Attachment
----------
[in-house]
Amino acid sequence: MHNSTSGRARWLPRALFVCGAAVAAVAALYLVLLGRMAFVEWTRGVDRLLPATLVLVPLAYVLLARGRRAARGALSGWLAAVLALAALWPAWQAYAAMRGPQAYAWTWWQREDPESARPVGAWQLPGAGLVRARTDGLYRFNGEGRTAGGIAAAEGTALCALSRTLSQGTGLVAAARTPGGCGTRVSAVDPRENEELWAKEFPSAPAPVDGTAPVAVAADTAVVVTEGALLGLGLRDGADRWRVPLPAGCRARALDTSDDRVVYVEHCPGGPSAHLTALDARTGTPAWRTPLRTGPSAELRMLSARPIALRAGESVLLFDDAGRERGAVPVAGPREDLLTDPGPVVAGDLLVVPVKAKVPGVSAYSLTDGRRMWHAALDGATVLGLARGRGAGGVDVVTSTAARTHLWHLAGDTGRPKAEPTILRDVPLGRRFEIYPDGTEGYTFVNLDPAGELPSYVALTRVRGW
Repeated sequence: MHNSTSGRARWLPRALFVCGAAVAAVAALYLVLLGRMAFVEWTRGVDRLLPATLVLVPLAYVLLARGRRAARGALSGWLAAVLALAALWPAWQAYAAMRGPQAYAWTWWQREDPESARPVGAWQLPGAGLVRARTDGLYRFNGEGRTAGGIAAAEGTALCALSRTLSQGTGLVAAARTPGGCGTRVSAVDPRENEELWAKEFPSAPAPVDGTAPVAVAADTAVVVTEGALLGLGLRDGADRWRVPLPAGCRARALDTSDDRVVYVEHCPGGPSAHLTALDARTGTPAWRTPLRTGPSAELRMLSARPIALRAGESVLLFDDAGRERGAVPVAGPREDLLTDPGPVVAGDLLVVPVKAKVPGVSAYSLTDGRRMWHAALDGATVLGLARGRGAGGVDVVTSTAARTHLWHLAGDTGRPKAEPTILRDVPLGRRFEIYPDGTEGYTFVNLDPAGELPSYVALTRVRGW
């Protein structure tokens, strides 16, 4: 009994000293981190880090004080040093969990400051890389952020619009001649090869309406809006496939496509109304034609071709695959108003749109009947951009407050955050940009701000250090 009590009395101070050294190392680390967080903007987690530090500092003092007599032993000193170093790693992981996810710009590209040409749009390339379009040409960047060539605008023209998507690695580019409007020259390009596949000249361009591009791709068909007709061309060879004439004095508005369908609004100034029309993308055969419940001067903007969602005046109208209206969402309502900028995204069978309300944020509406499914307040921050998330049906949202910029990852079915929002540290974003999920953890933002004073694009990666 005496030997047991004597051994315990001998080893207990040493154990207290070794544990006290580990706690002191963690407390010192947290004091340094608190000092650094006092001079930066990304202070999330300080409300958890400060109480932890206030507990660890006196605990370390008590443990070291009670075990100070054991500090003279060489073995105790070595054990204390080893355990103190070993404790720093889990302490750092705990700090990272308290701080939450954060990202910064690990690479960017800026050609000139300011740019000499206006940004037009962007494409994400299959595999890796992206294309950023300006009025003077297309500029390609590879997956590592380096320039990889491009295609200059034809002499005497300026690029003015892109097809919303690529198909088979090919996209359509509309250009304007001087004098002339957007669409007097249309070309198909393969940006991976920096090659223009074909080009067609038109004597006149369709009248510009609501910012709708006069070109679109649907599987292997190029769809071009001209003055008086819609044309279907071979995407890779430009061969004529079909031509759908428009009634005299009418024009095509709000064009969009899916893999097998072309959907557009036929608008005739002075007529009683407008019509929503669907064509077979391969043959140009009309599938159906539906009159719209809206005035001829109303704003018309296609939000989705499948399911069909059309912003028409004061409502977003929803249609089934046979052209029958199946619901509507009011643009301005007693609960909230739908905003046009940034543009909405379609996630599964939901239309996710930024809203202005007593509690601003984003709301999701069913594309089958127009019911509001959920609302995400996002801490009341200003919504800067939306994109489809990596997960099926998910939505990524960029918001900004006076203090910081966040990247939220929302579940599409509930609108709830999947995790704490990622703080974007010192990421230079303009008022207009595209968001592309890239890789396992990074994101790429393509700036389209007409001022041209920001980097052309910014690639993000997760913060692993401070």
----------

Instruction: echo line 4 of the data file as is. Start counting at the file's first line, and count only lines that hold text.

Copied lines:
């Protein structure tokens, strides 16, 4: 009994000293981190880090004080040093969990400051890389952020619009001649090869309406809006496939496509109304034609071709695959108003749109009947951009407050955050940009701000250090 009590009395101070050294190392680390967080903007987690530090500092003092007599032993000193170093790693992981996810710009590209040409749009390339379009040409960047060539605008023209998507690695580019409007020259390009596949000249361009591009791709068909007709061309060879004439004095508005369908609004100034029309993308055969419940001067903007969602005046109208209206969402309502900028995204069978309300944020509406499914307040921050998330049906949202910029990852079915929002540290974003999920953890933002004073694009990666 005496030997047991004597051994315990001998080893207990040493154990207290070794544990006290580990706690002191963690407390010192947290004091340094608190000092650094006092001079930066990304202070999330300080409300958890400060109480932890206030507990660890006196605990370390008590443990070291009670075990100070054991500090003279060489073995105790070595054990204390080893355990103190070993404790720093889990302490750092705990700090990272308290701080939450954060990202910064690990690479960017800026050609000139300011740019000499206006940004037009962007494409994400299959595999890796992206294309950023300006009025003077297309500029390609590879997956590592380096320039990889491009295609200059034809002499005497300026690029003015892109097809919303690529198909088979090919996209359509509309250009304007001087004098002339957007669409007097249309070309198909393969940006991976920096090659223009074909080009067609038109004597006149369709009248510009609501910012709708006069070109679109649907599987292997190029769809071009001209003055008086819609044309279907071979995407890779430009061969004529079909031509759908428009009634005299009418024009095509709000064009969009899916893999097998072309959907557009036929608008005739002075007529009683407008019509929503669907064509077979391969043959140009009309599938159906539906009159719209809206005035001829109303704003018309296609939000989705499948399911069909059309912003028409004061409502977003929803249609089934046979052209029958199946619901509507009011643009301005007693609960909230739908905003046009940034543009909405379609996630599964939901239309996710930024809203202005007593509690601003984003709301999701069913594309089958127009019911509001959920609302995400996002801490009341200003919504800067939306994109489809990596997960099926998910939505990524960029918001900004006076203090910081966040990247939220929302579940599409509930609108709830999947995790704490990622703080974007010192990421230079303009008022207009595209968001592309890239890789396992990074994101790429393509700036389209007409001022041209920001980097052309910014690639993000997760913060692993401070």